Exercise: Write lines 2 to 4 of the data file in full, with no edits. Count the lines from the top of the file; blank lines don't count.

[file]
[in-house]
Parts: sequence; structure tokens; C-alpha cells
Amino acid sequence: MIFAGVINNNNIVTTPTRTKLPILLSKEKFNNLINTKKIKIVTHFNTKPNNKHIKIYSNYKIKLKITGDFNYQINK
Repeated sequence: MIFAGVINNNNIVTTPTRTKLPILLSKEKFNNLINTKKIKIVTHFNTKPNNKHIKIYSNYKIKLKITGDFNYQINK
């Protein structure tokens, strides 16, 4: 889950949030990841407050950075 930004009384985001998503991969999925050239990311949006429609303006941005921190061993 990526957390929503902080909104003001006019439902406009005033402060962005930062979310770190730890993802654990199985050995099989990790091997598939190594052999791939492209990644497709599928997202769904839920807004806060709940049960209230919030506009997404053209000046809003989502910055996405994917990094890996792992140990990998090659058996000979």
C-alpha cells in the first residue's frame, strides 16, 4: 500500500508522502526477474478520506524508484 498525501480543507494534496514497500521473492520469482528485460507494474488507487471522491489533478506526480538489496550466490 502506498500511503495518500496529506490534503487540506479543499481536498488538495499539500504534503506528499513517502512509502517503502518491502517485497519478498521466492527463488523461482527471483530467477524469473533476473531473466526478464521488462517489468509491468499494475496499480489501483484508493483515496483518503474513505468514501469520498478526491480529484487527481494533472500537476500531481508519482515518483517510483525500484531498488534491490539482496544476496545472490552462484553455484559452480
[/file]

Parts: sequence; structure tokens; C-alpha cells
Amino acid sequence: MIFAGVINNNNIVTTPTRTKLPILLSKEKFNNLINTKKIKIVTHFNTKPNNKHIKIYSNYKIKLKITGDFNYQINK
Repeated sequence: MIFAGVINNNNIVTTPTRTKLPILLSKEKFNNLINTKKIKIVTHFNTKPNNKHIKIYSNYKIKLKITGDFNYQINK